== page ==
SAN FRANCISCO - Apple€™s unveiling of its Passbook app has Wall Street analysts questioning whether the company will soon develop "iPay," a hypothetical mobile-payment platform. The announcement also has Credit Suisse musing that Apple has the potential to become a "game changer" in online payments, noting that the company "has the most potential to disrupt the payment system," writes ReadWriteMobile.com.
Creating iPay is ambitious, if it transpires, but there are also a few key benefits. For one, Apple would no longer have to pay Visa and MasterCard for transaction fees. The company could also "expand its core hardware business" with a new product line of retail POS terminals.
Passbook, meanwhile, aggregates a variety of consumer-retail items such as digital coupons, stored-value cards, loyalty points, movie tickets and boarding passes into a mobile app. Although the app does not handle credit card transactions, it requires users to go through their iTunes account, which links to their card information.
At the annual World Wide Developers Conference, Apple "revealed a statistic that hints at its potential to shake up the consumer-credit industry," notes ReadWriteMobile.com, which is that the company has 400 million active accounts in iTunes, each with a valid credit card number. Using NFC, the iPhone "could replace the plastic credit-card as the way iPhone users pay for lattes, groceries or impulse buys. In short, iTunes may be about to graduate from a way of buying apps and music to a way of buying all kinds of things."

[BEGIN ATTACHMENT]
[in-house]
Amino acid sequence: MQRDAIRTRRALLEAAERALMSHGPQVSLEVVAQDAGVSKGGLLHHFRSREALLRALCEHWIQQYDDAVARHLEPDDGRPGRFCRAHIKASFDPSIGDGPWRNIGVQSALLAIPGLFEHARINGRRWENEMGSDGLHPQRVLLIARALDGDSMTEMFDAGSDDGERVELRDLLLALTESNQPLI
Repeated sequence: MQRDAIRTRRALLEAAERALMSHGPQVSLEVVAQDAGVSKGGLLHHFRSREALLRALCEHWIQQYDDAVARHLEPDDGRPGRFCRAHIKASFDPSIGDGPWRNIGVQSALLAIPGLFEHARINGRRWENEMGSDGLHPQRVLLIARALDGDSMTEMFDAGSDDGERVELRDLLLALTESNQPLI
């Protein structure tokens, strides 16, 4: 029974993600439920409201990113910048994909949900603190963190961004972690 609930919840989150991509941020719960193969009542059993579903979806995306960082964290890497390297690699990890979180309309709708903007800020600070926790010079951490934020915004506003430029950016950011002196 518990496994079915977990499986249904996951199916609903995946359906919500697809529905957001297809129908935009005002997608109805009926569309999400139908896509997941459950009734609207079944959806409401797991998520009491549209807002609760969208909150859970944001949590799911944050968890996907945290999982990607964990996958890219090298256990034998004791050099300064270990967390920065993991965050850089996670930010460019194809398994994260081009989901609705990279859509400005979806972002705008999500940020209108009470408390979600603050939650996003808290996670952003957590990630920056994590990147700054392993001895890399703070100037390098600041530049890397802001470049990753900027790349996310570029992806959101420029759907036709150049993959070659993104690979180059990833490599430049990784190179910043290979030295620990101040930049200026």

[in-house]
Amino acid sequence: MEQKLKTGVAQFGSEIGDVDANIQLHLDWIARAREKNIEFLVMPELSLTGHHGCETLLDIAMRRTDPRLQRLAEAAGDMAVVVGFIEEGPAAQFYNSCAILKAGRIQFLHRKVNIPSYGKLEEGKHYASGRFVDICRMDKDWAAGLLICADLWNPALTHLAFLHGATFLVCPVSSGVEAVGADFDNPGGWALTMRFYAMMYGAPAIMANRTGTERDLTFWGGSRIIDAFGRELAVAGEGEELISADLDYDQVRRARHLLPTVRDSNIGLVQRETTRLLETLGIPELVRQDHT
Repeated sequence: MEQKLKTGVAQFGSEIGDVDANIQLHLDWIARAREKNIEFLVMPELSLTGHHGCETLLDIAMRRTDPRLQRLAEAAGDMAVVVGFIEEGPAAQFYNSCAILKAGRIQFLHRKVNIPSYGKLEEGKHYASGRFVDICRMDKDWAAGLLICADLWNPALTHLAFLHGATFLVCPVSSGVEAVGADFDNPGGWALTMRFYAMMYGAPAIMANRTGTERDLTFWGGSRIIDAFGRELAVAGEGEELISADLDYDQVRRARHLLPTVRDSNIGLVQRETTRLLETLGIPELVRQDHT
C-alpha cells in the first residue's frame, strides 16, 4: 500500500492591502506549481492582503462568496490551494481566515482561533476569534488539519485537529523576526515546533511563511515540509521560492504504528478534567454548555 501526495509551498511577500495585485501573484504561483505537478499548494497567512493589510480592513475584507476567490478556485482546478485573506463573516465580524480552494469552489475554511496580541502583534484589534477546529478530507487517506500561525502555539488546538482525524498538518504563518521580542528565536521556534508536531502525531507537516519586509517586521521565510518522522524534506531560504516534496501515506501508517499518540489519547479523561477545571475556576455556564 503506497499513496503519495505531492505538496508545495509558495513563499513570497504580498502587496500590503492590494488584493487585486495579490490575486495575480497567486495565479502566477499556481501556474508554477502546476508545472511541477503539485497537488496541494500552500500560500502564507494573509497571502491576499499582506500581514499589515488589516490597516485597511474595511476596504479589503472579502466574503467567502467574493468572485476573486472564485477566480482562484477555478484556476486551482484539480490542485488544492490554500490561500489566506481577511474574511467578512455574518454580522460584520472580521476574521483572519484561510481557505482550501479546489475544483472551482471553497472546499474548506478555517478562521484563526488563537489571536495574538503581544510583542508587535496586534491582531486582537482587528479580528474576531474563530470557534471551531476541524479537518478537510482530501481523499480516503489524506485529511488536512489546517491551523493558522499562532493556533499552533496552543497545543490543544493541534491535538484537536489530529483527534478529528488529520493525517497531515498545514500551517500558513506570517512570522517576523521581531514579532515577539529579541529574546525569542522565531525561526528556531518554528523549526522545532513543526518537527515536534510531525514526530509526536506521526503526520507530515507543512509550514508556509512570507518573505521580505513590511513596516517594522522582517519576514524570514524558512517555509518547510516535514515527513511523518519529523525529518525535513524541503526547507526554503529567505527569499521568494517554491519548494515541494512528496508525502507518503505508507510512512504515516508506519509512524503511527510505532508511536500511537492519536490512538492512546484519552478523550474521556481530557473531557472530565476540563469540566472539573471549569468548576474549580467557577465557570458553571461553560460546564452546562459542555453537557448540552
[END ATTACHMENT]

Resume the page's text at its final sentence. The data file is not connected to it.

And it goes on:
The news source notes that Apple aggregates its iTunes purchases made over several days into batches, which reduces the per-transaction fees that it pays to Visa and MasterCard. "It gets away with this because, well, it's Apple."
The company could also bypass the card companies entirely but building its own online-payment infrastructure "and offering discounts or other incentives to those who choose it for iTunes and other payments€¦It also has the network infrastructure, and it could work directly with banks to strengthen it."
But "to pull off such an ambitious plan, Apple would need to persuade many of its 400 million iTunes customers to trust it to handle payments for everyday purchases. Passbook may be an experiment to test consumer behavior around making non-iTunes transactions on iPhones. Apple would also need to win the trust of retailers, even as iPads are starting to appear in retail storefronts. But most importantly, Apple would need to navigate the complex world of financial regulations, not just in the U.S., but in every country where it offered iPay," writes the news source.